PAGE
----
The War on Advent
It’s that time of year again. Lights are strung on houses, carolers are singing in the streets, peppermint mochas replace pumpkin spice, snowmen stand guard in front lawns, and the war on Christmas wages on. Sacrilegious statues are raised in front of courthouses, Starbucks probably still offends everyone with their still not Christmas-y enough cups, and people have the gall to say, “Happy Holidays!” So Christmas fights back by invading neighboring territories such as Thanksgiving, Halloween, and even summer. On the front lines, retailers like Hobby Lobby put up Christmas merchandise in the last days of the summer while you get ready to send your kids back to school. Black Friday sales extend into Thanksgiving Day to capitalize on the “spirit of giving,” the trademark of a true Christmas veteran. Before long, kids will wander the streets on Halloween (or Reformation Day, if you prefer) in Santa costumes. But while your attention is drawn to World War Christmas, a few quiet voices mourn the impending loss in the war on Advent. Before the world declared war on Christmas, Christmas took up arms against Advent. Beginning four Sundays before Christmas (Nov. 27 this year), Advent is the first season of the Christian calendar and is a time of anticipation. During the season of Advent, Christians are called to build the expectation of the coming of the Messiah as they await the celebration of Jesus’ birth, which marks the beginning of the season of Christmas. So, to be clear, Advent is the four weeks before Christmas, and Christmas begins on December 25 and lasts for two weeks – at least in theory.
In practice, however, Christmas has been invading Advent’s territory on the calendar for quite some time. Christmas hymns play on the radio and are sung in churches during Advent, while traditional Advent hymns often go unsung or get lost in the myriad of Christmas hymns (yes, Advent hymns exist, and yes, there’s more than just "O Come, Emmanuel"). People wish one another “Merry Christmas” before Christmas and then don’t say it during the actual season of Christmas. And it seems that the only expectations happening during the season of Advent are for gifts and vacation rather than the Advent-prescribed longings for hope, peace, joy, and love fulfilled in the Messiah to come. Sure, Advent calendars are making a slight comeback, but that’s just about the only trace of Advent left in culture, and mostly because of our love for gifts and chocolate.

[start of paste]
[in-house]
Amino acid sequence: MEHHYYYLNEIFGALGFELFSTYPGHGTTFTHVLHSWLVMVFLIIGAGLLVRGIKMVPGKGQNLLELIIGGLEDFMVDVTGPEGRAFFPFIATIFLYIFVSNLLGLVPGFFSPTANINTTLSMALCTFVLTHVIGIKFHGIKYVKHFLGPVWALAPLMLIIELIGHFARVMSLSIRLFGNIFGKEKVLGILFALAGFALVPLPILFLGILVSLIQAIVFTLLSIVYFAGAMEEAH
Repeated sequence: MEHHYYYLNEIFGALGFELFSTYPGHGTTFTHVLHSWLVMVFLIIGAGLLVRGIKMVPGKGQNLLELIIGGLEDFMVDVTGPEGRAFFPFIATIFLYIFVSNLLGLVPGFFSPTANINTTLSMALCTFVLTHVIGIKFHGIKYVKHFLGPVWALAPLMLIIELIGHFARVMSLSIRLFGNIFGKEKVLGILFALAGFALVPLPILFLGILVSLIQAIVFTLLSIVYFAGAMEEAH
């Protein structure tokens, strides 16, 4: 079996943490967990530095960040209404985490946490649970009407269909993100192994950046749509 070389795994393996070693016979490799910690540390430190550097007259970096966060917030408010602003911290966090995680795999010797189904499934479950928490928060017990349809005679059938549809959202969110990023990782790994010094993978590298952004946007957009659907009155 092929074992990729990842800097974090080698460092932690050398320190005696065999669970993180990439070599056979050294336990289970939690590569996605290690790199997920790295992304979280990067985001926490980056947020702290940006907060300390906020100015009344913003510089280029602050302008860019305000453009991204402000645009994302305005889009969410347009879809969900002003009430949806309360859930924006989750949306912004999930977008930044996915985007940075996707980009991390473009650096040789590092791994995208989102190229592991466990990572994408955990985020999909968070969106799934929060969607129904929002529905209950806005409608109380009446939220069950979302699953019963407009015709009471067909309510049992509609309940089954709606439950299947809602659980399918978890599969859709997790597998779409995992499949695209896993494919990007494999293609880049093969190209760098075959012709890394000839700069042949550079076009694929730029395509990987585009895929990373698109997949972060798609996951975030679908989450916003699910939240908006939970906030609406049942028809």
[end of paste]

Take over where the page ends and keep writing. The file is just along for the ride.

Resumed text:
But why does any of this matter? After all, it is not likely your congregation celebrates Advent or lights candles on an Advent wreath. Here’s what you’re missing: Advent is a reminder that we still wait for the Messiah. As a people who live in the “now and not yet” of the Kingdom of God, we await the return of Christ. We await the arrival of God’s peace in a war-torn, dichotomized world. We await the joy of the Lord as a people who try and fail to find joy in all the wrong places and people. We are a people of hope that light will one day break into the darkness that threatens to overcome us. We are a people of Advent, and we need to celebrate our longing for God.
So give Advent a chance, and don’t let the Christmas cat out of the bag too soon. Live in the space of Advent that fosters the development of hope, peace, joy, and love. Live in the tension of expectation and anticipation of the coming of Christ, and allow Advent to remind you that we are a people who eagerly await the return of Christ. For “our citizenship is in heaven, and it is from there that we are expecting a Savior, the Lord Jesus Christ. He will transform the body of our humiliation that it may be conformed to the body of his glory, by the power that also enables him to make all things subject to himself” (Phil 3:20-21 NRSV).